Yeah. Yeah. Generally, you can always get one idea. I mean, even if it’s a boring conversation, you can still usually get an idea. And then the best conversations, the best sources, you’ll come out of a conversation, even just 20-minute conversation, with five or six potential stories. Yeah, that’s when I fall into it. There’s a lot of peaks and valleys, I think, in reporting, where some weeks I have so many stories I am either working on or could be working on. And then sometimes, even right now, actually I think going into a holiday weekend, I have noticed it’s been a little slower. I haven’t been hearing as much. I’m not talking to as many people and probably when I get back-

Beck:

It’ll be an onslaught. Yeah.

Kate:

Yeah. Next week I’ll probably be like, “Okay, I need to start fresh and reach out to some people and see what’s going on.”

Beck:

Got it. So yeah, just chatting, chatting, chatting with people.

Her Thoughts on the Future of Journalism

Beck:

Damn. They’re good. Yeah. Highly recommend. Okay. You touched on this a little bit earlier before. What do you think the future journalism is looking like?

Kate:

I think newsletters is the first thing that comes to mind. So I do… I mean, everybody seems to be talking about this lately. They think that top reporters at certain outlets are going to leave and do their own thing. Taylor Lorenz is a great example. I think people expect she’s going to start her own newsletter, which would be a subscription model and she would make money as an independent. I have no idea whether that’s something she even wants to do, but-

Beck:

Well, Polina from Term Sheet did that.

Kate:

Yes, she did do that and she’s done a phenomenal job. I don’t subscribe to her-

Beck:

The Profile.

Kate:

The Profile, but I’ve read it a little bit because I think she sometimes puts out a free version and I mean, I’ve only heard amazing things about it. So I think that’s a great example. I know that she did tweet at one point. I think she said she was making more money already than she had previously.

Beck:

Yeah, I think she mentioned that too. I do get The Profile and I do pay whatever it is or something for it, but yeah, it seems to be in trend right now for folks to do this.

Kate:

I think that’s a big… I mean, that’s really probably the biggest shift. I don’t think that as many people are going to actually do that as others think. I do think a lot of reporters do want to work with legacy brands or even more new additions like The Information, just because of the credibility associated, especially if you’re building out your career still like I am. But yeah, so that. And then, I mean, of course, subscription models. You’ve seen everyone shift to subscription, like Fortune. I used to read Fortune all the time and I’m not a subscriber because I have a lot of other subscriptions and it’s just not a priority. So now I don’t read it at all, but I think it’s great. I mean, I’m so all for the pivot to subscription because I understand how that works and it’s necessary. But yeah, I mean, you’ve seen that happen in the last, I’d say, maybe a year or two years.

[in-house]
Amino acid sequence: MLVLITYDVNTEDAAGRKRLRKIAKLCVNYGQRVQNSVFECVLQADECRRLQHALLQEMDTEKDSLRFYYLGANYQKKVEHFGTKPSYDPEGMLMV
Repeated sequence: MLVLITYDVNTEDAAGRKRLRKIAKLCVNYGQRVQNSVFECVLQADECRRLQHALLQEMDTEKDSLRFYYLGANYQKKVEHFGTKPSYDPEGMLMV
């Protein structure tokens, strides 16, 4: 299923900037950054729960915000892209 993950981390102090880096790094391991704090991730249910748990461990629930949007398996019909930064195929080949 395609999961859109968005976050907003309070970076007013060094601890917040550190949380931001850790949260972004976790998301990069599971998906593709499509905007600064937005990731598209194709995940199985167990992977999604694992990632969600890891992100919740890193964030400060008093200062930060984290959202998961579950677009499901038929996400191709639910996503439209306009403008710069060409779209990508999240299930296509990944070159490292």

I don’t know. I mean, I think we’ve seen a lot of media companies really struggle and some have folded and I think hopefully the worst of the COVID-related layoffs in media are done. I mean, we don’t know what’s coming, but I hope that we start to see more new companies. The 19th is a new nonprofit journalism company. Yeah. I mean, they’re doing amazing. They had Megan Markle on their virtual conference a couple of weeks ago. They’re killing it. So that’s really, really cool to see, too.

_______

Olivia is not the only journalist maneuvering the changes in the industry. Check out our episode, Coffee with a Journalist: Rob Pegoraro, Fast Company, where frequent Fast Company contributor Rob Pegoraro discusses crafting stories from subject-matter-experts, embracing your entrepreneurial spirit as an independent journalist, and more! Be sure to follow us on Twitter and subscribe to our podcast for the newest news and alerts on the latest blog and episode drops!

Mathew Cruz

Mathew started at OnePitch in January of 2020 as a Marketing Apprentice. He currently serves as the SEO & Content Marketing Specialist handling content creation from social media to the OnePitch blog. Mathew studied Integrated Marketing Communications at San Diego State University. In his free time, he loves creating art, visiting museums, and traveling.